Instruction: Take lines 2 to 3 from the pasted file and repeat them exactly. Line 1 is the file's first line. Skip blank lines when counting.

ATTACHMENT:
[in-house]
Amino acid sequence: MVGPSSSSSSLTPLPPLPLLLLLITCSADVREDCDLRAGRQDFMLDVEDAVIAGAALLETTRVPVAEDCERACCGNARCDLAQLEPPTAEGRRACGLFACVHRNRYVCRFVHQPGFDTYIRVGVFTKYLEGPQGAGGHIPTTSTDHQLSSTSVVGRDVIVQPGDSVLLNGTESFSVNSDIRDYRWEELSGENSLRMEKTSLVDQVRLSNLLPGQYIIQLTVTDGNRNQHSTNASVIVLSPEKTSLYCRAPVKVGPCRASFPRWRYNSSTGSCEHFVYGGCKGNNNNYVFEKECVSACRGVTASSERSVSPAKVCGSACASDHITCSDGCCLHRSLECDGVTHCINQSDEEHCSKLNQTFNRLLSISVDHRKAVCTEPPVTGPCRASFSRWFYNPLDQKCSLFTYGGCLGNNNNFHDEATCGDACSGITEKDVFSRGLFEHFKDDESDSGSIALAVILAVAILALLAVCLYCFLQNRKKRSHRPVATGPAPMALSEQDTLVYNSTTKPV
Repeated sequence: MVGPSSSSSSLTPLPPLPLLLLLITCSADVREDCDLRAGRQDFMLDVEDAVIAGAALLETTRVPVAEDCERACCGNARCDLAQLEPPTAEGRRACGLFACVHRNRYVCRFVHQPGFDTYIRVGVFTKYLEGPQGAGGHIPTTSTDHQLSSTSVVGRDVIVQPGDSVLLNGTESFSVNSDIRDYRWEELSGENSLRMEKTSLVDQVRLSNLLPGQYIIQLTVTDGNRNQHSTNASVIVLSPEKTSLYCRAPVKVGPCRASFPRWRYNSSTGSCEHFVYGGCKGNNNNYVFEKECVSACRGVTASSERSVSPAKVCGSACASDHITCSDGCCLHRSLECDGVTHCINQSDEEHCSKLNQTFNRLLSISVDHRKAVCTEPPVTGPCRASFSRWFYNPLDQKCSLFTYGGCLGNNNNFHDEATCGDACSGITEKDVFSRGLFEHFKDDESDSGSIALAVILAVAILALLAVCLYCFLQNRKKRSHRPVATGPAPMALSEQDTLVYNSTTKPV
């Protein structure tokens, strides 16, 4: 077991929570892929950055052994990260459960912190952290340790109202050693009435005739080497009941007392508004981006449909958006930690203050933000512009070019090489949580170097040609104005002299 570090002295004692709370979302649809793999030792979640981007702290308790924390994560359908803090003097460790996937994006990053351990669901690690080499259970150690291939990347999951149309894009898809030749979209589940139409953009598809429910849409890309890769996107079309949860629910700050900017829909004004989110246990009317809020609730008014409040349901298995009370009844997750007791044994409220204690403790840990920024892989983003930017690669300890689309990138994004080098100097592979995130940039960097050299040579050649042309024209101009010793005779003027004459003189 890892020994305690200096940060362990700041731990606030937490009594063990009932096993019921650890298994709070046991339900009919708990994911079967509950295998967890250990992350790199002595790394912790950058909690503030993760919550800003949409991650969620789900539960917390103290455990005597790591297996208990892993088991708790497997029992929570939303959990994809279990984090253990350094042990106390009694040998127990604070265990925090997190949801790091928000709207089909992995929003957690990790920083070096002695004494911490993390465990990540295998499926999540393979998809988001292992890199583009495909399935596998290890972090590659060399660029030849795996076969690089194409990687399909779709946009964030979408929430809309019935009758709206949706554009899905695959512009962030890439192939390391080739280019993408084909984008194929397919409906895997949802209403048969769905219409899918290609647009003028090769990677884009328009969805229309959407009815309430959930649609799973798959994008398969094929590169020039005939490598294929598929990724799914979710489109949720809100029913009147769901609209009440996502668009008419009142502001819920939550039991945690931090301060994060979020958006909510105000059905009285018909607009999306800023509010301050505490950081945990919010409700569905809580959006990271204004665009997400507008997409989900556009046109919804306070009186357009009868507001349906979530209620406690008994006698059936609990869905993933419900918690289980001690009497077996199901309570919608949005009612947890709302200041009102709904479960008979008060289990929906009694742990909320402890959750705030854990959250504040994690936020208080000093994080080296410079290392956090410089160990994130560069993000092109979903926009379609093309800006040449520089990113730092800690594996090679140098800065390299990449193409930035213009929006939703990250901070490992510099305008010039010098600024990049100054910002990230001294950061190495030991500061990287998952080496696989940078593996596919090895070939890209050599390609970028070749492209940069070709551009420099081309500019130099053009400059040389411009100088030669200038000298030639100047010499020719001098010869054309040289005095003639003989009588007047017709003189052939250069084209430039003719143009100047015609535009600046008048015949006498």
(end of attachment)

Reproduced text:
Amino acid sequence: MVGPSSSSSSLTPLPPLPLLLLLITCSADVREDCDLRAGRQDFMLDVEDAVIAGAALLETTRVPVAEDCERACCGNARCDLAQLEPPTAEGRRACGLFACVHRNRYVCRFVHQPGFDTYIRVGVFTKYLEGPQGAGGHIPTTSTDHQLSSTSVVGRDVIVQPGDSVLLNGTESFSVNSDIRDYRWEELSGENSLRMEKTSLVDQVRLSNLLPGQYIIQLTVTDGNRNQHSTNASVIVLSPEKTSLYCRAPVKVGPCRASFPRWRYNSSTGSCEHFVYGGCKGNNNNYVFEKECVSACRGVTASSERSVSPAKVCGSACASDHITCSDGCCLHRSLECDGVTHCINQSDEEHCSKLNQTFNRLLSISVDHRKAVCTEPPVTGPCRASFSRWFYNPLDQKCSLFTYGGCLGNNNNFHDEATCGDACSGITEKDVFSRGLFEHFKDDESDSGSIALAVILAVAILALLAVCLYCFLQNRKKRSHRPVATGPAPMALSEQDTLVYNSTTKPV
Repeated sequence: MVGPSSSSSSLTPLPPLPLLLLLITCSADVREDCDLRAGRQDFMLDVEDAVIAGAALLETTRVPVAEDCERACCGNARCDLAQLEPPTAEGRRACGLFACVHRNRYVCRFVHQPGFDTYIRVGVFTKYLEGPQGAGGHIPTTSTDHQLSSTSVVGRDVIVQPGDSVLLNGTESFSVNSDIRDYRWEELSGENSLRMEKTSLVDQVRLSNLLPGQYIIQLTVTDGNRNQHSTNASVIVLSPEKTSLYCRAPVKVGPCRASFPRWRYNSSTGSCEHFVYGGCKGNNNNYVFEKECVSACRGVTASSERSVSPAKVCGSACASDHITCSDGCCLHRSLECDGVTHCINQSDEEHCSKLNQTFNRLLSISVDHRKAVCTEPPVTGPCRASFSRWFYNPLDQKCSLFTYGGCLGNNNNFHDEATCGDACSGITEKDVFSRGLFEHFKDDESDSGSIALAVILAVAILALLAVCLYCFLQNRKKRSHRPVATGPAPMALSEQDTLVYNSTTKPV